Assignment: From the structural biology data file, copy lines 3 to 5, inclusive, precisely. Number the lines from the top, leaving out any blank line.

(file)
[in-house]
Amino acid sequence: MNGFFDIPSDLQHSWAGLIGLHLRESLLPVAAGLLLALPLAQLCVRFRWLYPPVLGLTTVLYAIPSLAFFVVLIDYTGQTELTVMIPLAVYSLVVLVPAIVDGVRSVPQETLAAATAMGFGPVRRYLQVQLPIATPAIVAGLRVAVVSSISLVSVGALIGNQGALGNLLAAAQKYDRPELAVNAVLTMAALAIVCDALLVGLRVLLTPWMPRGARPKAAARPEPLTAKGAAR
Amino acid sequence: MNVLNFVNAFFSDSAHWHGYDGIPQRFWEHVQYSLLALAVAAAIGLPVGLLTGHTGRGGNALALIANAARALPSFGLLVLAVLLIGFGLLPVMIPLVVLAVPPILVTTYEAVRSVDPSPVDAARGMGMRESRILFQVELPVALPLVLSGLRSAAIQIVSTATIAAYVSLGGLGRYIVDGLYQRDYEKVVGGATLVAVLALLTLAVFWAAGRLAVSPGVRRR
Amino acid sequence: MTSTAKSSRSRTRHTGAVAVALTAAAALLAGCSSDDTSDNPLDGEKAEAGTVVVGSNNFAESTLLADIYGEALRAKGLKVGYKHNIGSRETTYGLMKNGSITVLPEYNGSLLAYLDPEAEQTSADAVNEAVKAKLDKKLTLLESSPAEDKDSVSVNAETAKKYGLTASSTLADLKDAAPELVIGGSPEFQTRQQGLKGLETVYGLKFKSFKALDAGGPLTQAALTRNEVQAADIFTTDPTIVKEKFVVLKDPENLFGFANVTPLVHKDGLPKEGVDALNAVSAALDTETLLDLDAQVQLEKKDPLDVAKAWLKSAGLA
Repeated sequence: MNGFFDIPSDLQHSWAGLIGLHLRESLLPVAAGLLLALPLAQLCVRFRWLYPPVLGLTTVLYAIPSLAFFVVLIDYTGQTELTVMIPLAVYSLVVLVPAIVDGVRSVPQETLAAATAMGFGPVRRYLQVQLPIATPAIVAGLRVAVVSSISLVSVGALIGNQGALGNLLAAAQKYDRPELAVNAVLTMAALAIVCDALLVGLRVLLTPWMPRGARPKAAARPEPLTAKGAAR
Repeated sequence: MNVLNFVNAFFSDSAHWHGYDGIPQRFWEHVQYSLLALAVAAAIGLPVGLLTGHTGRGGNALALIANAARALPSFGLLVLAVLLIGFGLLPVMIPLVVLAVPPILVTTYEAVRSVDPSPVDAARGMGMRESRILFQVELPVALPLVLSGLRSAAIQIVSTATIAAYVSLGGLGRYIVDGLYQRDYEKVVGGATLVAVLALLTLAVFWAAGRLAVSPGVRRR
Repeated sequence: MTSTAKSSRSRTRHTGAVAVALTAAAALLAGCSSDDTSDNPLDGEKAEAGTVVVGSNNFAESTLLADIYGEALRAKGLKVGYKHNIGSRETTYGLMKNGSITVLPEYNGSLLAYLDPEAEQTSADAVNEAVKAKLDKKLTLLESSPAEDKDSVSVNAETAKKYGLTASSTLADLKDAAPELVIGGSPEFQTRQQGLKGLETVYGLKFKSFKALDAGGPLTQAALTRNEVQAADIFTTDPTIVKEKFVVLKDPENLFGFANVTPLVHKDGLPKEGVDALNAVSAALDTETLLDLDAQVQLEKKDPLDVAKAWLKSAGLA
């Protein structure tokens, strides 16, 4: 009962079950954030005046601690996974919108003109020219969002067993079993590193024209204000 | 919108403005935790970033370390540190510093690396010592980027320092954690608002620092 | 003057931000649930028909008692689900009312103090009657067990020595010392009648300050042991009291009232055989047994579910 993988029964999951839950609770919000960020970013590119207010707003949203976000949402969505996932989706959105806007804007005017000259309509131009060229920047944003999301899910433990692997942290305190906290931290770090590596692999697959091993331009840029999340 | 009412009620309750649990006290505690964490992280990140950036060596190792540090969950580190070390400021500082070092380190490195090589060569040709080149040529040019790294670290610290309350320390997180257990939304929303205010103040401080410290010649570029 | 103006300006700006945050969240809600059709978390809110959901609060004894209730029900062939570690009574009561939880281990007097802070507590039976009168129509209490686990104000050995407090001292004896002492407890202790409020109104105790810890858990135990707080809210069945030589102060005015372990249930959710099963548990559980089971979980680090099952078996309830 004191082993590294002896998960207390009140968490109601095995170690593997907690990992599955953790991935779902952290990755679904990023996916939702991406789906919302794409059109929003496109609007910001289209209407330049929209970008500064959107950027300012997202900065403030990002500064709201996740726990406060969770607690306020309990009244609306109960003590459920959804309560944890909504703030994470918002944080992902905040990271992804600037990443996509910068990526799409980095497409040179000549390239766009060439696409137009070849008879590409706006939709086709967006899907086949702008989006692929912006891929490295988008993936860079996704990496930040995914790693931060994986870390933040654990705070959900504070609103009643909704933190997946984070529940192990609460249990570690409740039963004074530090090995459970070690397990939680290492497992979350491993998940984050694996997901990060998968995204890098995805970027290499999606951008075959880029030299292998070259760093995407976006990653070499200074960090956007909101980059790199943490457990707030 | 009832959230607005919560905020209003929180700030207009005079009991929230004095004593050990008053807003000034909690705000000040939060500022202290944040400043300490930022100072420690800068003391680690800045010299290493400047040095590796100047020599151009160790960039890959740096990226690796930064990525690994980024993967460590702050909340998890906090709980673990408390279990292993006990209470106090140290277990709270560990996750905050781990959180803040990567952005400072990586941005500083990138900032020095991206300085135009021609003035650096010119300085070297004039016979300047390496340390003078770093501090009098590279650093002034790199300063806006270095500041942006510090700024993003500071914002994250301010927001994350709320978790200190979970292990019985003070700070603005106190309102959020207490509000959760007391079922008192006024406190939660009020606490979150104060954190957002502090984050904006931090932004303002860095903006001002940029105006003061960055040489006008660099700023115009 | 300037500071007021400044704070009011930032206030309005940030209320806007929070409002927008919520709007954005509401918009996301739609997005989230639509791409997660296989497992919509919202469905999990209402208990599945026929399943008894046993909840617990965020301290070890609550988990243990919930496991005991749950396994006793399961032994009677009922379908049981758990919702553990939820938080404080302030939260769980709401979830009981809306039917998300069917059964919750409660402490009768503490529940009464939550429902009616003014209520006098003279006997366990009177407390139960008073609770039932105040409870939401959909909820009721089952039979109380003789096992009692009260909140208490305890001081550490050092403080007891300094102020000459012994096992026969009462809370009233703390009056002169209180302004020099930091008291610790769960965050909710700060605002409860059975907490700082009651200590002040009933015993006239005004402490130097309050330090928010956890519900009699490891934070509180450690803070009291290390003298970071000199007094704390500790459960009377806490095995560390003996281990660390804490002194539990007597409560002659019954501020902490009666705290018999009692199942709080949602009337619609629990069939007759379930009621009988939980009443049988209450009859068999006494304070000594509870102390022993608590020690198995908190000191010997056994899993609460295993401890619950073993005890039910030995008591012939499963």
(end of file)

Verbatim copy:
Amino acid sequence: MNVLNFVNAFFSDSAHWHGYDGIPQRFWEHVQYSLLALAVAAAIGLPVGLLTGHTGRGGNALALIANAARALPSFGLLVLAVLLIGFGLLPVMIPLVVLAVPPILVTTYEAVRSVDPSPVDAARGMGMRESRILFQVELPVALPLVLSGLRSAAIQIVSTATIAAYVSLGGLGRYIVDGLYQRDYEKVVGGATLVAVLALLTLAVFWAAGRLAVSPGVRRR
Amino acid sequence: MTSTAKSSRSRTRHTGAVAVALTAAAALLAGCSSDDTSDNPLDGEKAEAGTVVVGSNNFAESTLLADIYGEALRAKGLKVGYKHNIGSRETTYGLMKNGSITVLPEYNGSLLAYLDPEAEQTSADAVNEAVKAKLDKKLTLLESSPAEDKDSVSVNAETAKKYGLTASSTLADLKDAAPELVIGGSPEFQTRQQGLKGLETVYGLKFKSFKALDAGGPLTQAALTRNEVQAADIFTTDPTIVKEKFVVLKDPENLFGFANVTPLVHKDGLPKEGVDALNAVSAALDTETLLDLDAQVQLEKKDPLDVAKAWLKSAGLA
Repeated sequence: MNGFFDIPSDLQHSWAGLIGLHLRESLLPVAAGLLLALPLAQLCVRFRWLYPPVLGLTTVLYAIPSLAFFVVLIDYTGQTELTVMIPLAVYSLVVLVPAIVDGVRSVPQETLAAATAMGFGPVRRYLQVQLPIATPAIVAGLRVAVVSSISLVSVGALIGNQGALGNLLAAAQKYDRPELAVNAVLTMAALAIVCDALLVGLRVLLTPWMPRGARPKAAARPEPLTAKGAAR